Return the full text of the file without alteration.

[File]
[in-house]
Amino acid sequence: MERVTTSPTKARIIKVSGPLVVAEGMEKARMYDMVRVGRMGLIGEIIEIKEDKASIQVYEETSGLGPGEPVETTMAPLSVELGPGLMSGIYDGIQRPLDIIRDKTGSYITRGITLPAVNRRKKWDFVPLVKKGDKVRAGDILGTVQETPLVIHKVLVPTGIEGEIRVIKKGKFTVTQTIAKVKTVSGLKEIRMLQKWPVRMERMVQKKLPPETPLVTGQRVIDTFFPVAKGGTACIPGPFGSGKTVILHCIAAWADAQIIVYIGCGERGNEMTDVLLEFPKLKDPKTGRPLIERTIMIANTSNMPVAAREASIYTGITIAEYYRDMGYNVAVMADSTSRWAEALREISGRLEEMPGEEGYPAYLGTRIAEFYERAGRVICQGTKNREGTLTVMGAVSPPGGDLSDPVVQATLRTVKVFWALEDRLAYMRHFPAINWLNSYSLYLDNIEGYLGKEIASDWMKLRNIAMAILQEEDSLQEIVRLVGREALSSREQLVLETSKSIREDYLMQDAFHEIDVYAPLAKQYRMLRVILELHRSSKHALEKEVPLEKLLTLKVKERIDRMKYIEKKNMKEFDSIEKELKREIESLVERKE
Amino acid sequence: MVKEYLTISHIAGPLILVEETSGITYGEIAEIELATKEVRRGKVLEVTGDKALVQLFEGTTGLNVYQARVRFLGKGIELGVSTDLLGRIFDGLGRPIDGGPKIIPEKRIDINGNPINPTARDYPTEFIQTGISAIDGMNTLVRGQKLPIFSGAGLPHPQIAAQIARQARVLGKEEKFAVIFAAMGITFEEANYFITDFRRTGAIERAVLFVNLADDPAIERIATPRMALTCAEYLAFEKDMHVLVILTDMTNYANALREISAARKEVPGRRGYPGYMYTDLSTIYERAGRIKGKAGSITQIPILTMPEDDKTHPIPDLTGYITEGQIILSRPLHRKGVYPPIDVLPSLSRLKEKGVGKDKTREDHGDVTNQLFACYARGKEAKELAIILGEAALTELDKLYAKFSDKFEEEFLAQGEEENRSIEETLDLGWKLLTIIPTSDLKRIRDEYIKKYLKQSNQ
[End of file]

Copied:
[in-house]
Amino acid sequence: MERVTTSPTKARIIKVSGPLVVAEGMEKARMYDMVRVGRMGLIGEIIEIKEDKASIQVYEETSGLGPGEPVETTMAPLSVELGPGLMSGIYDGIQRPLDIIRDKTGSYITRGITLPAVNRRKKWDFVPLVKKGDKVRAGDILGTVQETPLVIHKVLVPTGIEGEIRVIKKGKFTVTQTIAKVKTVSGLKEIRMLQKWPVRMERMVQKKLPPETPLVTGQRVIDTFFPVAKGGTACIPGPFGSGKTVILHCIAAWADAQIIVYIGCGERGNEMTDVLLEFPKLKDPKTGRPLIERTIMIANTSNMPVAAREASIYTGITIAEYYRDMGYNVAVMADSTSRWAEALREISGRLEEMPGEEGYPAYLGTRIAEFYERAGRVICQGTKNREGTLTVMGAVSPPGGDLSDPVVQATLRTVKVFWALEDRLAYMRHFPAINWLNSYSLYLDNIEGYLGKEIASDWMKLRNIAMAILQEEDSLQEIVRLVGREALSSREQLVLETSKSIREDYLMQDAFHEIDVYAPLAKQYRMLRVILELHRSSKHALEKEVPLEKLLTLKVKERIDRMKYIEKKNMKEFDSIEKELKREIESLVERKE
Amino acid sequence: MVKEYLTISHIAGPLILVEETSGITYGEIAEIELATKEVRRGKVLEVTGDKALVQLFEGTTGLNVYQARVRFLGKGIELGVSTDLLGRIFDGLGRPIDGGPKIIPEKRIDINGNPINPTARDYPTEFIQTGISAIDGMNTLVRGQKLPIFSGAGLPHPQIAAQIARQARVLGKEEKFAVIFAAMGITFEEANYFITDFRRTGAIERAVLFVNLADDPAIERIATPRMALTCAEYLAFEKDMHVLVILTDMTNYANALREISAARKEVPGRRGYPGYMYTDLSTIYERAGRIKGKAGSITQIPILTMPEDDKTHPIPDLTGYITEGQIILSRPLHRKGVYPPIDVLPSLSRLKEKGVGKDKTREDHGDVTNQLFACYARGKEAKELAIILGEAALTELDKLYAKFSDKFEEEFLAQGEEENRSIEETLDLGWKLLTIIPTSDLKRIRDEYIKKYLKQSNQ